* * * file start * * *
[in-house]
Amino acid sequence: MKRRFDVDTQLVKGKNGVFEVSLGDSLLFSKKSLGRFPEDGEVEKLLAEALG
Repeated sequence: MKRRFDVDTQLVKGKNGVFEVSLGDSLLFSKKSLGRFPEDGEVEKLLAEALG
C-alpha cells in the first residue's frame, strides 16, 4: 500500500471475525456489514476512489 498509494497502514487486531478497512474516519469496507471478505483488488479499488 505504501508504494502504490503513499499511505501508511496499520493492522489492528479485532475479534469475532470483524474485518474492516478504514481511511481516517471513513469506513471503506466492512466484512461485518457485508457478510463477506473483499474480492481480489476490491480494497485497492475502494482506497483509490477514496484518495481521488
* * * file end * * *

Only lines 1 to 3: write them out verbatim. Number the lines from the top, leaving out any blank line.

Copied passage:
[in-house]
Amino acid sequence: MKRRFDVDTQLVKGKNGVFEVSLGDSLLFSKKSLGRFPEDGEVEKLLAEALG
Repeated sequence: MKRRFDVDTQLVKGKNGVFEVSLGDSLLFSKKSLGRFPEDGEVEKLLAEALG